Schulze’s first step was the formation of a co-operative association for the purchase of raw material, He next proceeded to the formation of a credit association, The dominating principle in this was benevolence, It was a capitalist institution, philanthropic, condescending, and was to be supplied with funds by those who did not expect to become borrowers, It looked to helping the people instead of developing a mutual self-help among the people themselves. Its weakness was, that it was not sufficiently co operative. It soon became evident that this would not accomplish the desired end; when Dr. Bernardi, a friend and fellow worker with Schulze, devised a more co-operative scheme, Still, it was sought first to protect the interests of the investor—the lender. Co-operative credit was of secondary importance. Money was borrowed from those who had money to lend; and business was done for a profit, Consequently, interest was kept at a comparatively high rate—ay, from twelve to fourteen per cent, afterward reduced to eight, Each member as required to subscribe for one share and no more, which was at first fixed at £30, payable in small installments. The bank was permitted to engage in all kinds of banking operations; but all money was to be loaned inside the association. All forms of security— mortgages, pledges, securities, bills of exchange, etc, were accepted. Loans were not restricted in amount, but must be made for short time, commonly for three months, with but one renewal. The administration was placed in the hands of a committee which drew a salary and a commission on the amount of the business done. These associations were based upon the unlimited liability of the members; that is, every member was liable for the debts of the whole association.

These associations multiplied with great rapidity. By 1883 more than 4,000 associations had been established with a membership of 1,200,000, and with a capital of £10,000,000, doing business at the rate, according to some estimates, of £100,000,000 a year, They had extended throughout Germany, Austria, Italy; and, to a considerable extent, to almost all the countries of Europe. According to Herr Schmid, of Vienna, in 1886 the total number in and out of Germany, formed on Schulze-Delitzsch lines, was 4,500, with 1,500,000 members, and doing a business of £450,000,000 annually.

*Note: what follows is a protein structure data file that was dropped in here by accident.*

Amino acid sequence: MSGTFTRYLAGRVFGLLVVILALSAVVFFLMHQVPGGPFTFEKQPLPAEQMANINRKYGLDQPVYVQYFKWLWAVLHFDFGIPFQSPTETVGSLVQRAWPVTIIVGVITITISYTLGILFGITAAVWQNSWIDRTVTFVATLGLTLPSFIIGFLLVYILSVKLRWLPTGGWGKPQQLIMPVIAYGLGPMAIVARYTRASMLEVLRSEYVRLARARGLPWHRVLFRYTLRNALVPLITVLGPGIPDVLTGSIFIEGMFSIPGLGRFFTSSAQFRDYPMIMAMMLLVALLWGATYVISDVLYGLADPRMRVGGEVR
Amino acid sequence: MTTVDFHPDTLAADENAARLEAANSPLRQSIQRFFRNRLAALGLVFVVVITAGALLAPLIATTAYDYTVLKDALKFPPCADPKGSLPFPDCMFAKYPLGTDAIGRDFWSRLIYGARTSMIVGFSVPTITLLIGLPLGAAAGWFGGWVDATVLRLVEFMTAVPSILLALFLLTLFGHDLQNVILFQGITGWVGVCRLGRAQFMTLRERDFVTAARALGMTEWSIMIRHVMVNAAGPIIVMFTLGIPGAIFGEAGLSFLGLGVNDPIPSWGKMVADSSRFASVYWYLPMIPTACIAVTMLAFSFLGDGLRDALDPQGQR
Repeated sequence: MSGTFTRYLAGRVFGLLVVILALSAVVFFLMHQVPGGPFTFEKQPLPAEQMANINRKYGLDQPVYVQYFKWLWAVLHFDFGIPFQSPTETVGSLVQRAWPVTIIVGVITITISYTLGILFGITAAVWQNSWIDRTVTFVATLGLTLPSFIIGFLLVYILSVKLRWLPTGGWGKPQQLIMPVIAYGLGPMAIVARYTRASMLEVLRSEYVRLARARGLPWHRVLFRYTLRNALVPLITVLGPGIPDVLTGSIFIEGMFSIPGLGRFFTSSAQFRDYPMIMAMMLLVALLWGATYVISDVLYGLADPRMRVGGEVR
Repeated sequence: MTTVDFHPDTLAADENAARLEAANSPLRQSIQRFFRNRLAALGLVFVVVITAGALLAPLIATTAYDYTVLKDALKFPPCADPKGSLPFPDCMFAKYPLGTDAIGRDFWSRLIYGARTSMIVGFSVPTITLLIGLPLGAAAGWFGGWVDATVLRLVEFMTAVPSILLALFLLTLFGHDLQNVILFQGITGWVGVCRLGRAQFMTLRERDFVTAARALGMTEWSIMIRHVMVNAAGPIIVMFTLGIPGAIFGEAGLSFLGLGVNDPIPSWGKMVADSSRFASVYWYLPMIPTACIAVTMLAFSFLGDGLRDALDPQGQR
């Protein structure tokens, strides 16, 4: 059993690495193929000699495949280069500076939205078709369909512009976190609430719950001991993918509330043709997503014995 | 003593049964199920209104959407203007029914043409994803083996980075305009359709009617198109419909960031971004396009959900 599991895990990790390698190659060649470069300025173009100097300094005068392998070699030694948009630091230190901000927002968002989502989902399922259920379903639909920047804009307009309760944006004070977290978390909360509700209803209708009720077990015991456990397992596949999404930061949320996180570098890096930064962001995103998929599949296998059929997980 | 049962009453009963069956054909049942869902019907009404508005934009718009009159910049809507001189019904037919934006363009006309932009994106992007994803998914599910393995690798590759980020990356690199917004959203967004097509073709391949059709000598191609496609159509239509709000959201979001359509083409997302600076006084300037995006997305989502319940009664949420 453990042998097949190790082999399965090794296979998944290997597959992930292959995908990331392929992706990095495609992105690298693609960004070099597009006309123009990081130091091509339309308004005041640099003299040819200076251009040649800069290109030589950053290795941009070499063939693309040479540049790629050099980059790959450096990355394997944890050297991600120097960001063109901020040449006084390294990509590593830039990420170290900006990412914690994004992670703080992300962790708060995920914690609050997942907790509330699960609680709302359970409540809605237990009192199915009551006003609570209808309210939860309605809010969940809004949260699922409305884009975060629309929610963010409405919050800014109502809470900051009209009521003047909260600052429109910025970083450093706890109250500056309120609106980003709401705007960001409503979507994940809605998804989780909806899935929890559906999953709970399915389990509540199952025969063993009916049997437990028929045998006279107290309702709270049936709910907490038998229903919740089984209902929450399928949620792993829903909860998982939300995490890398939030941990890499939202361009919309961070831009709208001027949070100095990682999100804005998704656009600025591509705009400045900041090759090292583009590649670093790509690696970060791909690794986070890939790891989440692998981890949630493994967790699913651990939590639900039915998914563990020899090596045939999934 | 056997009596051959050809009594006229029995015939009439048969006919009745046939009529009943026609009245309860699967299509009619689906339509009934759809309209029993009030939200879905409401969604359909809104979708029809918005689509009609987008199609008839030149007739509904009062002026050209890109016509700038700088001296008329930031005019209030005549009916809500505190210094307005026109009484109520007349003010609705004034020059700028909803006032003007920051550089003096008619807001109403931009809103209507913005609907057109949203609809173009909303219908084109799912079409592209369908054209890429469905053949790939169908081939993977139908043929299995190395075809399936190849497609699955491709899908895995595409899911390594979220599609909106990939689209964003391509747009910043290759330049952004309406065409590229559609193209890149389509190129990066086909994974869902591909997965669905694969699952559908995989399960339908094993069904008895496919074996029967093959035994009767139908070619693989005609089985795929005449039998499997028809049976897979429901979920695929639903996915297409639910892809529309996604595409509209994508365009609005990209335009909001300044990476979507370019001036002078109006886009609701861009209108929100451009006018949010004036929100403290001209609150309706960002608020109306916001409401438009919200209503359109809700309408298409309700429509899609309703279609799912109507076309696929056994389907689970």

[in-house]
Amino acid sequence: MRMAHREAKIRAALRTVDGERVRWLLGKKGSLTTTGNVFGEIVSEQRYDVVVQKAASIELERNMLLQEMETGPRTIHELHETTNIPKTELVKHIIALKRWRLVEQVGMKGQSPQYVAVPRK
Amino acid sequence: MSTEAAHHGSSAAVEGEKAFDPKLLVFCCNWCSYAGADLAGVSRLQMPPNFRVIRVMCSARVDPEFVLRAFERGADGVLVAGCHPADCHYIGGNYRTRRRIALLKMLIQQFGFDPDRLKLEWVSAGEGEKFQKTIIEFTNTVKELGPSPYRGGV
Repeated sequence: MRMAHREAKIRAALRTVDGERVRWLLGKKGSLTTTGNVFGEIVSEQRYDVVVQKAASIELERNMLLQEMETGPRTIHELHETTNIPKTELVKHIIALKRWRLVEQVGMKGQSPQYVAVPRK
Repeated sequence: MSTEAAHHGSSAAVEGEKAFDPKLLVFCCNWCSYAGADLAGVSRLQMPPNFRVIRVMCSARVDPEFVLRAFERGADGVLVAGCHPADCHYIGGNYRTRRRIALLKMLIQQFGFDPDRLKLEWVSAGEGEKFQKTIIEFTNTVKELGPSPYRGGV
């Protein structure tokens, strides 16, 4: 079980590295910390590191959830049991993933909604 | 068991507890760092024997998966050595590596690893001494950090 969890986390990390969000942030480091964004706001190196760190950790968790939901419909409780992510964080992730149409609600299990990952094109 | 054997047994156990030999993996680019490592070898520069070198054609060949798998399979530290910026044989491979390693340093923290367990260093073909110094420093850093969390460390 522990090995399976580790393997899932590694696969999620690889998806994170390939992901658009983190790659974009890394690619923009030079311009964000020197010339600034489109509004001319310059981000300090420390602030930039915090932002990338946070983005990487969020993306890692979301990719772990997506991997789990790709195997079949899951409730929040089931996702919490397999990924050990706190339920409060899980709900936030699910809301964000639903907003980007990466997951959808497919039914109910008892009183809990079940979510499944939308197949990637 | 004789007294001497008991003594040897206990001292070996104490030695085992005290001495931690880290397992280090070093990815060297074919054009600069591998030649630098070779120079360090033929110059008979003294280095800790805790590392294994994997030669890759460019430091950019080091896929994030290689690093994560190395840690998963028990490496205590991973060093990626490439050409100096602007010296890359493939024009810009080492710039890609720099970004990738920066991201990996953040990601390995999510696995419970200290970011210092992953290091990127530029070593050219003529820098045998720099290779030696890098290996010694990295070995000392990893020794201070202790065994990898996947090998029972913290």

From the first, the government put every conceivable obstruction in Schulze’s way. He was politically a present ed man’ officially harassed and badgered, persecuted by the courts and tabooed by the press, But he added more to the wealth of German than the entire amount of the French indemnity. When the system was started it was almost impossible for a poor man to obtain a loan. Interest ranged from 50 per cent to 100 per cent and one instance has been recorded where 750 per cent was exacted. And yet, not withstanding the great benefit which these institutions brought to the people, there is no doubt that they are more capitalistic than co-operative They are open to the criticism of Father DeBesse of France that they are “fighting usury by practicing it." Almost every feature of them is capitalistic with a definite capitalization in shares with interest, usury and dividends and with fixed salaries and commissions to the responsible officers of the institutions Their success has been wholly due to the small element of co-operation which is found in their constitution, viz.: the unlimited liability of the members. In that way the members co-operate together to protect each other's credit and enable them to obtain loans which they could not do singly With this one exception, the Schulze-Delitzsch credit banks are pure and simple capitalism and while they have had a rapid development, and transact a vast volume of business, they have been subject to the same dangers that other capitalistic enterprises encounter. Failures have been frequent. Between 1875 and 1876 (one year) no less than thirty six associations ere declared bankrupt and 176 more went into liquidation In all cases however their failure has been directly traceable to greed and carelessness on the part of the officers and not to a failure of the principles of co-operation, as will appear later.